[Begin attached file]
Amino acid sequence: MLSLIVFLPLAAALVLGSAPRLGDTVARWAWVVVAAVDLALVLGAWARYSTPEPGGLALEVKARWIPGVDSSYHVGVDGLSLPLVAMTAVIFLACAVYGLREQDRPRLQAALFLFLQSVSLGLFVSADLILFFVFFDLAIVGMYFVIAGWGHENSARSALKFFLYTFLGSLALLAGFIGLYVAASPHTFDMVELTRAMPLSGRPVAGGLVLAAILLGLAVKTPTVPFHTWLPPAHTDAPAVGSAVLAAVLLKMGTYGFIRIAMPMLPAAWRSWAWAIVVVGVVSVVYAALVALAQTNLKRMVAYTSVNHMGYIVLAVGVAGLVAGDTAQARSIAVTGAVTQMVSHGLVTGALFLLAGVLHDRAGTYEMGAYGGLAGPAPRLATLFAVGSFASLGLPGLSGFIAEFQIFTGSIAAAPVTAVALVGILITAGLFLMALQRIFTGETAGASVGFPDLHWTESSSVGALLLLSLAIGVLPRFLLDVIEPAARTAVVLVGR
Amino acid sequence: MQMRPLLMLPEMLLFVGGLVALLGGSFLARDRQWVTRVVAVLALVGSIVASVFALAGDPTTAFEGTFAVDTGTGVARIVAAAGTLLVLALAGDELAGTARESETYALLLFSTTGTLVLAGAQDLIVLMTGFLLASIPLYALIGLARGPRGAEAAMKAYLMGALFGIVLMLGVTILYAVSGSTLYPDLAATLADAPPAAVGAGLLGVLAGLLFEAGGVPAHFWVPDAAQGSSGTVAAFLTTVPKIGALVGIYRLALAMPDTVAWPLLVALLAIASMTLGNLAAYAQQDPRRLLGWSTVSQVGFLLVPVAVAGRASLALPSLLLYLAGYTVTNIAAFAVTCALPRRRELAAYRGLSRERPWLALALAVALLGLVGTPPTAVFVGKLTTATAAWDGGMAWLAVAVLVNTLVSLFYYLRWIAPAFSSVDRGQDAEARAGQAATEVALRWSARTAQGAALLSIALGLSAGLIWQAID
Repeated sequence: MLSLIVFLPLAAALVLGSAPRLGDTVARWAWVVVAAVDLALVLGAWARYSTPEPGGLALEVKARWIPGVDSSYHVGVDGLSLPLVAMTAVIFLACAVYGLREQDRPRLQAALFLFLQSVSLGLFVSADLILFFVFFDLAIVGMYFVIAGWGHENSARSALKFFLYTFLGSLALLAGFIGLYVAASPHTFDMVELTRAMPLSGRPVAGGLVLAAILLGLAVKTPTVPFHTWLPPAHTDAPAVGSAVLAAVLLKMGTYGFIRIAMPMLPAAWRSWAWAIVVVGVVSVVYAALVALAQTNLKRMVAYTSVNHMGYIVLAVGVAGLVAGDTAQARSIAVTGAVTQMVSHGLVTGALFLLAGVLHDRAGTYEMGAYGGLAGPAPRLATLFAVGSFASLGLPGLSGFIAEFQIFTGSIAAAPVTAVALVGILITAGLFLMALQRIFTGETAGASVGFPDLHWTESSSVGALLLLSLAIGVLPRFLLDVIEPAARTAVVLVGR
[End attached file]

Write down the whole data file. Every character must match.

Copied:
Amino acid sequence: MLSLIVFLPLAAALVLGSAPRLGDTVARWAWVVVAAVDLALVLGAWARYSTPEPGGLALEVKARWIPGVDSSYHVGVDGLSLPLVAMTAVIFLACAVYGLREQDRPRLQAALFLFLQSVSLGLFVSADLILFFVFFDLAIVGMYFVIAGWGHENSARSALKFFLYTFLGSLALLAGFIGLYVAASPHTFDMVELTRAMPLSGRPVAGGLVLAAILLGLAVKTPTVPFHTWLPPAHTDAPAVGSAVLAAVLLKMGTYGFIRIAMPMLPAAWRSWAWAIVVVGVVSVVYAALVALAQTNLKRMVAYTSVNHMGYIVLAVGVAGLVAGDTAQARSIAVTGAVTQMVSHGLVTGALFLLAGVLHDRAGTYEMGAYGGLAGPAPRLATLFAVGSFASLGLPGLSGFIAEFQIFTGSIAAAPVTAVALVGILITAGLFLMALQRIFTGETAGASVGFPDLHWTESSSVGALLLLSLAIGVLPRFLLDVIEPAARTAVVLVGR
Amino acid sequence: MQMRPLLMLPEMLLFVGGLVALLGGSFLARDRQWVTRVVAVLALVGSIVASVFALAGDPTTAFEGTFAVDTGTGVARIVAAAGTLLVLALAGDELAGTARESETYALLLFSTTGTLVLAGAQDLIVLMTGFLLASIPLYALIGLARGPRGAEAAMKAYLMGALFGIVLMLGVTILYAVSGSTLYPDLAATLADAPPAAVGAGLLGVLAGLLFEAGGVPAHFWVPDAAQGSSGTVAAFLTTVPKIGALVGIYRLALAMPDTVAWPLLVALLAIASMTLGNLAAYAQQDPRRLLGWSTVSQVGFLLVPVAVAGRASLALPSLLLYLAGYTVTNIAAFAVTCALPRRRELAAYRGLSRERPWLALALAVALLGLVGTPPTAVFVGKLTTATAAWDGGMAWLAVAVLVNTLVSLFYYLRWIAPAFSSVDRGQDAEARAGQAATEVALRWSARTAQGAALLSIALGLSAGLIWQAID
Repeated sequence: MLSLIVFLPLAAALVLGSAPRLGDTVARWAWVVVAAVDLALVLGAWARYSTPEPGGLALEVKARWIPGVDSSYHVGVDGLSLPLVAMTAVIFLACAVYGLREQDRPRLQAALFLFLQSVSLGLFVSADLILFFVFFDLAIVGMYFVIAGWGHENSARSALKFFLYTFLGSLALLAGFIGLYVAASPHTFDMVELTRAMPLSGRPVAGGLVLAAILLGLAVKTPTVPFHTWLPPAHTDAPAVGSAVLAAVLLKMGTYGFIRIAMPMLPAAWRSWAWAIVVVGVVSVVYAALVALAQTNLKRMVAYTSVNHMGYIVLAVGVAGLVAGDTAQARSIAVTGAVTQMVSHGLVTGALFLLAGVLHDRAGTYEMGAYGGLAGPAPRLATLFAVGSFASLGLPGLSGFIAEFQIFTGSIAAAPVTAVALVGILITAGLFLMALQRIFTGETAGASVGFPDLHWTESSSVGALLLLSLAIGVLPRFLLDVIEPAARTAVVLVGR